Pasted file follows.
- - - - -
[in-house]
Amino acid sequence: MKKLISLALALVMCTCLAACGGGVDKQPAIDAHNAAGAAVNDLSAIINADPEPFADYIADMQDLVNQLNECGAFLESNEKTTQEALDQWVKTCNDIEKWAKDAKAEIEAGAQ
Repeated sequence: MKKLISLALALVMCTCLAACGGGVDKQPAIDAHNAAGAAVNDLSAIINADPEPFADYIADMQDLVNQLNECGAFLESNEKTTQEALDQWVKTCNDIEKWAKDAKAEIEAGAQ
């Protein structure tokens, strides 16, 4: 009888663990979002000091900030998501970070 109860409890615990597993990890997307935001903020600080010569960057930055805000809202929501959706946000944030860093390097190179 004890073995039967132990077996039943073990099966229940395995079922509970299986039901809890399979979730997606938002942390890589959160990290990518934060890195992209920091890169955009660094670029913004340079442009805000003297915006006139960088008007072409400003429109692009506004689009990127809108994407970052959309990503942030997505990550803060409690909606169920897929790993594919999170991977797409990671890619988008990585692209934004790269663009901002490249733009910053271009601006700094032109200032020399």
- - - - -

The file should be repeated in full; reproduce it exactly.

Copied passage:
[in-house]
Amino acid sequence: MKKLISLALALVMCTCLAACGGGVDKQPAIDAHNAAGAAVNDLSAIINADPEPFADYIADMQDLVNQLNECGAFLESNEKTTQEALDQWVKTCNDIEKWAKDAKAEIEAGAQ
Repeated sequence: MKKLISLALALVMCTCLAACGGGVDKQPAIDAHNAAGAAVNDLSAIINADPEPFADYIADMQDLVNQLNECGAFLESNEKTTQEALDQWVKTCNDIEKWAKDAKAEIEAGAQ
């Protein structure tokens, strides 16, 4: 009888663990979002000091900030998501970070 109860409890615990597993990890997307935001903020600080010569960057930055805000809202929501959706946000944030860093390097190179 004890073995039967132990077996039943073990099966229940395995079922509970299986039901809890399979979730997606938002942390890589959160990290990518934060890195992209920091890169955009660094670029913004340079442009805000003297915006006139960088008007072409400003429109692009506004689009990127809108994407970052959309990503942030997505990550803060409690909606169920897929790993594919999170991977797409990671890619988008990585692209934004790269663009901002490249733009910053271009601006700094032109200032020399």